As I gaze into my own crystal ball, I have to admit I’m also peeking at my email (I like to multi-task). I can’t really say if it’s inspired by the swirling lights of the magic orb on my desk, or if it’s because of the inquiries from clients, messages from my management team and RFPs from various hospital systems … but I also have a prediction for the New Year: 2016 will be the year of migration for Epic and Cerner consultants.
The United States healthcare industry has made great progress in EHR implementation—to the point where implementation is no longer the primary conversation we’re having. Now we’re discussing interoperability, if we’re using ICD-10 codes correctly, how and if we should integrate the data collected from wearable fitness technology, and more. Those discussions—and the decisions made as a result—will continue to require human intelligence and power, but in 2016 there will be a decreased demand for consultants on these projects. Healthcare IT professionals who have grown accustomed to this kind of work will either have to settle into full-time employment—or turn their nomadic hearts north to Canada.
Our neighbors on the other side of the 49th parallel are ramping up their EHR implementations, which is good news for consultants interested in using their passports. Implementations in the US are slowing down, and while there is still work available, it is not as constant and may not command the same hourly rates as in years past. Meanwhile, several leading Canadian healthcare IT organizations have already warned of a looming talent shortage in their country (source), the effects of which are beginning to be felt.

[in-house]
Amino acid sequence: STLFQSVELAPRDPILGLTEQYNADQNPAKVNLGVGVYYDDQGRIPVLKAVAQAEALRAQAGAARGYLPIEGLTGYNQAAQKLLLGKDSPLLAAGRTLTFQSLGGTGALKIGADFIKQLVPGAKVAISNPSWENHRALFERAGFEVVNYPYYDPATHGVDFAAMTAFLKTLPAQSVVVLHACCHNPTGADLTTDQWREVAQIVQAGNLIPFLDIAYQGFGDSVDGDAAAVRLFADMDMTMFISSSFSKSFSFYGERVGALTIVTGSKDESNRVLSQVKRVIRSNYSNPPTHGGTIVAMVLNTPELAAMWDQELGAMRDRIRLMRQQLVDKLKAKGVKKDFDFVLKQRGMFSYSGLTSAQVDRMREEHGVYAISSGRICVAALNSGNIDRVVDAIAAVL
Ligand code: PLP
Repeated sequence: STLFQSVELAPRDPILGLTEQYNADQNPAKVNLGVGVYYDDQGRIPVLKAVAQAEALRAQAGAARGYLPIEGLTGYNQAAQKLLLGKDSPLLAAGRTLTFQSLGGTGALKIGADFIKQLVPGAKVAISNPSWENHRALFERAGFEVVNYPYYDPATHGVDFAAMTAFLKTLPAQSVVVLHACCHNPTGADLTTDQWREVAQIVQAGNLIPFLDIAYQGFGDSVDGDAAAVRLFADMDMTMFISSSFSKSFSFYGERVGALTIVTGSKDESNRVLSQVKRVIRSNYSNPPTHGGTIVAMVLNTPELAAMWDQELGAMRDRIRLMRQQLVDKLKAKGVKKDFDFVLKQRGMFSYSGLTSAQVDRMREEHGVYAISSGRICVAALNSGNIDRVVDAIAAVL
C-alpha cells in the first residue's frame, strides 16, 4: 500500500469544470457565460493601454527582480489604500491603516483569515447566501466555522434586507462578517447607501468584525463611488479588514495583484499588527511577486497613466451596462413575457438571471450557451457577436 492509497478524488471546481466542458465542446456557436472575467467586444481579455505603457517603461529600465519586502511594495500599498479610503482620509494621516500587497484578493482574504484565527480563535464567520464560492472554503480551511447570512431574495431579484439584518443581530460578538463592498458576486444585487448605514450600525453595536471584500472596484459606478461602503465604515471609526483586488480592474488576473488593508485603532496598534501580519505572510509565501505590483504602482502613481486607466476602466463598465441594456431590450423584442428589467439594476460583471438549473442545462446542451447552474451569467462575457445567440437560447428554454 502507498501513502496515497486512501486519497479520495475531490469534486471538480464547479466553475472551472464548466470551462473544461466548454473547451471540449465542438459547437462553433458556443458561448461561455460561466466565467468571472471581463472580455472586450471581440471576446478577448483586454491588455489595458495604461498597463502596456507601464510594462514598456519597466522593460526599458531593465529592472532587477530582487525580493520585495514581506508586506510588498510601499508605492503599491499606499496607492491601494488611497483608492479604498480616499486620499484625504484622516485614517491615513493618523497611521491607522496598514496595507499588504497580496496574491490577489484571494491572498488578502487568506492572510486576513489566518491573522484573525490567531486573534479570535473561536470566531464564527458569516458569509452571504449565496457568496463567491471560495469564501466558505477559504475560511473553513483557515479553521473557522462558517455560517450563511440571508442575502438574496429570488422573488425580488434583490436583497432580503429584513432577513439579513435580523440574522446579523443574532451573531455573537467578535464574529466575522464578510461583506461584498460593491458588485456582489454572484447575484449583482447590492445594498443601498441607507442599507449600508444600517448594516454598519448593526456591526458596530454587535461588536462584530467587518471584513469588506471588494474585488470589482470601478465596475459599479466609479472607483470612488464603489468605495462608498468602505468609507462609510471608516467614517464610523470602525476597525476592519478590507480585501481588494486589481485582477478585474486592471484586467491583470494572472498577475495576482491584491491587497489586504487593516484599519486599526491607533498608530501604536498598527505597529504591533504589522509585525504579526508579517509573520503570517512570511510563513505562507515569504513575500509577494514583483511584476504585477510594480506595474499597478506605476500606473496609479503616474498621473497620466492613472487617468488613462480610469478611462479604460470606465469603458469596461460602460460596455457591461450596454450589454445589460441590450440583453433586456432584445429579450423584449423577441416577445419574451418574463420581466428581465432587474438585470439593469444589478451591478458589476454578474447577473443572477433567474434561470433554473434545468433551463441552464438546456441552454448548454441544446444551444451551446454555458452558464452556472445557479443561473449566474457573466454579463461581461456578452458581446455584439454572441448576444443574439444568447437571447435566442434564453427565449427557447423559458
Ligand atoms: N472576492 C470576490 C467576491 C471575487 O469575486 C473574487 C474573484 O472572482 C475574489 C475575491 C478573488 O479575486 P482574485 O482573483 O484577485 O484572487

Epic and Cerner specialists are particularly in demand, as there is a dearth of experienced talent. Out of the Canadian healthcare IT professionals who have worked with an EMR, 28 percent report familiarity with MEDITECH, 13 percent with Cerner, and 7 percent with McKesson. Only 4 percent have worked with Epic, according to the 2015 Canadian Healthcare HI & IT Market Report.
Interoperability will be healthcare IT’s biggest trend in 2016 as the industry finally sees momentous forward movement.
In fact, interoperability is not a new trend. It has been an important mission (and a challenge) for healthcare administrators for decades, but the past couple of years have been game-changing:
First, the U.S. Department of Health and Human Services (HHS) wants interoperability to be a common feature in all EHRs by 2024 so that patient data can be shared across systems to provide better care at a lower cost. Since the 2009 passage of the Health Information Technology for Economic and Clinical Health Act (HITECH), a $30 billion initiative to accelerate EHR adoption, more than 433,000 professionals (95 percent of eligible hospitals and 60 percent of eligible professionals in Medicare and Medicaid programs) have received incentive payments.
Second, the HHS’s ambitious announcement that mandates moving 50 percent of Medicare payments from fee-for-service-based to value-based alternatives by 2018 puts care coordination and interoperability at center stage. This historic initiative is transformational for patient-centered care based on accountability and outcomes and is the first step toward achieving better health overall with lower cost.